Shock value is the potential of an image, text, action, or other form of communication, such as a public execution, to provoke a reaction of sharp disgust, shock, anger, fear, or similar negative emotions.

Contents

A 2014 article in The Guardian states, "British rock always was more theatrical than its US counterpart. Often this involved destruction or macabre gimmickry: The Move smashing TV sets, Arthur Brown and his flaming helmet. "That's why most people thought we were British at first" said Alice Cooper. [1]

The Move British rock band

The Move were a British rock band of the late 1960s and the early 1970s. They scored nine Top 20 UK singles in five years, but were among the most popular British bands not to find any real success in the United States. Although bassist-vocalist Chris "Ace" Kefford was the original leader, for most of their career the Move was led by guitarist, singer and songwriter Roy Wood. He wrote all the group's UK singles and, from 1968, also sang lead vocals on many songs, although Carl Wayne was the main lead singer up to 1970. Initially, the band had 4 main vocalists who split the lead vocals on a number of their earlier songs.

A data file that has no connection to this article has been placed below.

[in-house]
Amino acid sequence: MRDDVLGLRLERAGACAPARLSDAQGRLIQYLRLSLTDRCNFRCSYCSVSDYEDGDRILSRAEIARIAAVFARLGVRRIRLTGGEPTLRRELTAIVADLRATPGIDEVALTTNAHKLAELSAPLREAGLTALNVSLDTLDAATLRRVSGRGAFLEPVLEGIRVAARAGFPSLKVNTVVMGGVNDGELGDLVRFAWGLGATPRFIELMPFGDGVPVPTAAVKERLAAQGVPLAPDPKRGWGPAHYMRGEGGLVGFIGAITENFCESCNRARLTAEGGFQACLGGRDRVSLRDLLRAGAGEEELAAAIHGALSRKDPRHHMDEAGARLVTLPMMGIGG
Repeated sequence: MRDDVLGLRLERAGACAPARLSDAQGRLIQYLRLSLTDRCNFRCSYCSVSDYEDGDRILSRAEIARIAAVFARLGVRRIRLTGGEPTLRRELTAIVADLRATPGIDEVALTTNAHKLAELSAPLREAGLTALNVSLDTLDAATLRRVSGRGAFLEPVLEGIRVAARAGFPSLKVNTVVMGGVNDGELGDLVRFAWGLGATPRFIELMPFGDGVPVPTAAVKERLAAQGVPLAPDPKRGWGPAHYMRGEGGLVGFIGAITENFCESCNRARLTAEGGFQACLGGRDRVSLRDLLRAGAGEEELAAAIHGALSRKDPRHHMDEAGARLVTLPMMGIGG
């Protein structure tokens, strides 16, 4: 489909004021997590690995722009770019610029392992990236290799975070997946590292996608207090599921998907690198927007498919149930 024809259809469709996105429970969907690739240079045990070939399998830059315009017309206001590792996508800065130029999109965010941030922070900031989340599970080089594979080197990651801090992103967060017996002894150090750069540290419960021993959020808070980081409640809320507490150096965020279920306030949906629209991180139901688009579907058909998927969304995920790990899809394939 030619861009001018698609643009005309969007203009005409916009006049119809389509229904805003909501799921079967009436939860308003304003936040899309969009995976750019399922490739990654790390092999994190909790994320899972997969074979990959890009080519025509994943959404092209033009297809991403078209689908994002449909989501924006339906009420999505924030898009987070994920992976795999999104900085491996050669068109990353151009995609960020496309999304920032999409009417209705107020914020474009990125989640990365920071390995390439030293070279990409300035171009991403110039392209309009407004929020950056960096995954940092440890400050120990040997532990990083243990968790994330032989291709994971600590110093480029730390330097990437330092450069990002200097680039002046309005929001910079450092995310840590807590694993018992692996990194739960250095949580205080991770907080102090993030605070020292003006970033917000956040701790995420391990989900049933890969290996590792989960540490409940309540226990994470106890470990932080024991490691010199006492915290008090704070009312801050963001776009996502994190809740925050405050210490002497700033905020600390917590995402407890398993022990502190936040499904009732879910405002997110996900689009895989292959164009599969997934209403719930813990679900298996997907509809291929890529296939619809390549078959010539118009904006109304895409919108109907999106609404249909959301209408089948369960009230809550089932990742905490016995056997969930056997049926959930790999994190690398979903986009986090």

Arthur Brown (musician) British musician

Arthur Wilton Brown is an English rock singer and songwriter best known for his flamboyant theatrical performances, eclectic work and his powerful, wide-ranging operatic voice. He has been a significant influence on a wide range of musicians due to his vocal style, wild stage persona, and concepts; he is considered to be a pioneer of shock rock and progressive rock and has had an influence on heavy metal music.

Alice Cooper American rock singer, songwriter and musician